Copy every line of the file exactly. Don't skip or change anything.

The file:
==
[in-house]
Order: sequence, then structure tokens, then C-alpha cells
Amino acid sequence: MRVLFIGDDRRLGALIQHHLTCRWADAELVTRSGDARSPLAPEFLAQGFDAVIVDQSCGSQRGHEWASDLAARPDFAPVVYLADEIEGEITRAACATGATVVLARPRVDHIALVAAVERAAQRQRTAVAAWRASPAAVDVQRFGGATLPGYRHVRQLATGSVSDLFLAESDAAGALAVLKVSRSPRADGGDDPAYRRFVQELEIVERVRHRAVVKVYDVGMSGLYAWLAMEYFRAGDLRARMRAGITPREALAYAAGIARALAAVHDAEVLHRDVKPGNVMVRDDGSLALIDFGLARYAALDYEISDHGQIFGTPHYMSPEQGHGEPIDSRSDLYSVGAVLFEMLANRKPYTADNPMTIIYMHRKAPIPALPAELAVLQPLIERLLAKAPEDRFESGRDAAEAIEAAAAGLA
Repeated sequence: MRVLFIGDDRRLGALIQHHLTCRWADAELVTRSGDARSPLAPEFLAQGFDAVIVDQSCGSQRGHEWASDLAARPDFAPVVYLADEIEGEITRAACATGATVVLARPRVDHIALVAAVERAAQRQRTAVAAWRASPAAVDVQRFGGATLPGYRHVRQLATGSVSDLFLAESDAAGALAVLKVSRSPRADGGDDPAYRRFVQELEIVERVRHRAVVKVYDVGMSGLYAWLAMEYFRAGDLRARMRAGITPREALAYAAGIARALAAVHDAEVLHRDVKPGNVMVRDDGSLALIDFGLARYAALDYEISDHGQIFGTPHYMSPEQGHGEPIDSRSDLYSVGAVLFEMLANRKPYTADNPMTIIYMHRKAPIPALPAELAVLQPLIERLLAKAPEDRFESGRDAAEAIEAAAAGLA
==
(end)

[in-house]
Order: sequence, then structure tokens, then C-alpha cells
Amino acid sequence: MRVLFIGDDRRLGALIQHHLTCRWADAELVTRSGDARSPLAPEFLAQGFDAVIVDQSCGSQRGHEWASDLAARPDFAPVVYLADEIEGEITRAACATGATVVLARPRVDHIALVAAVERAAQRQRTAVAAWRASPAAVDVQRFGGATLPGYRHVRQLATGSVSDLFLAESDAAGALAVLKVSRSPRADGGDDPAYRRFVQELEIVERVRHRAVVKVYDVGMSGLYAWLAMEYFRAGDLRARMRAGITPREALAYAAGIARALAAVHDAEVLHRDVKPGNVMVRDDGSLALIDFGLARYAALDYEISDHGQIFGTPHYMSPEQGHGEPIDSRSDLYSVGAVLFEMLANRKPYTADNPMTIIYMHRKAPIPALPAELAVLQPLIERLLAKAPEDRFESGRDAAEAIEAAAAGLA
Repeated sequence: MRVLFIGDDRRLGALIQHHLTCRWADAELVTRSGDARSPLAPEFLAQGFDAVIVDQSCGSQRGHEWASDLAARPDFAPVVYLADEIEGEITRAACATGATVVLARPRVDHIALVAAVERAAQRQRTAVAAWRASPAAVDVQRFGGATLPGYRHVRQLATGSVSDLFLAESDAAGALAVLKVSRSPRADGGDDPAYRRFVQELEIVERVRHRAVVKVYDVGMSGLYAWLAMEYFRAGDLRARMRAGITPREALAYAAGIARALAAVHDAEVLHRDVKPGNVMVRDDGSLALIDFGLARYAALDYEISDHGQIFGTPHYMSPEQGHGEPIDSRSDLYSVGAVLFEMLANRKPYTADNPMTIIYMHRKAPIPALPAELAVLQPLIERLLAKAPEDRFESGRDAAEAIEAAAAGLA